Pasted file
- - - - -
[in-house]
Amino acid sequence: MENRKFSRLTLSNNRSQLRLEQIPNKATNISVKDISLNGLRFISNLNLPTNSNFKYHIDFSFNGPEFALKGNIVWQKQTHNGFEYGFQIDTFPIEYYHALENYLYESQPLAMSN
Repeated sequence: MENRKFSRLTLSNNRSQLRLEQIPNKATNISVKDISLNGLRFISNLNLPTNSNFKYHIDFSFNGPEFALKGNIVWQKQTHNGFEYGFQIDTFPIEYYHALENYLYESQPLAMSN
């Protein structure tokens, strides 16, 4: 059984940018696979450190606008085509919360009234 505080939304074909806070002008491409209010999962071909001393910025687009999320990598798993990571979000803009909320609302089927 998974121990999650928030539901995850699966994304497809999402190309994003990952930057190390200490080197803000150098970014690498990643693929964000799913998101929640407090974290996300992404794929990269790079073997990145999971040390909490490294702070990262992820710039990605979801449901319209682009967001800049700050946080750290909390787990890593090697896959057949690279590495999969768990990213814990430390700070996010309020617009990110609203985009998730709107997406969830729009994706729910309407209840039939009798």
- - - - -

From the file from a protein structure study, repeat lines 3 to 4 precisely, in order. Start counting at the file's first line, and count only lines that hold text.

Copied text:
Repeated sequence: MENRKFSRLTLSNNRSQLRLEQIPNKATNISVKDISLNGLRFISNLNLPTNSNFKYHIDFSFNGPEFALKGNIVWQKQTHNGFEYGFQIDTFPIEYYHALENYLYESQPLAMSN
């Protein structure tokens, strides 16, 4: 059984940018696979450190606008085509919360009234 505080939304074909806070002008491409209010999962071909001393910025687009999320990598798993990571979000803009909320609302089927 998974121990999650928030539901995850699966994304497809999402190309994003990952930057190390200490080197803000150098970014690498990643693929964000799913998101929640407090974290996300992404794929990269790079073997990145999971040390909490490294702070990262992820710039990605979801449901319209682009967001800049700050946080750290909390787990890593090697896959057949690279590495999969768990990213814990430390700070996010309020617009990110609203985009998730709107997406969830729009994706729910309407209840039939009798």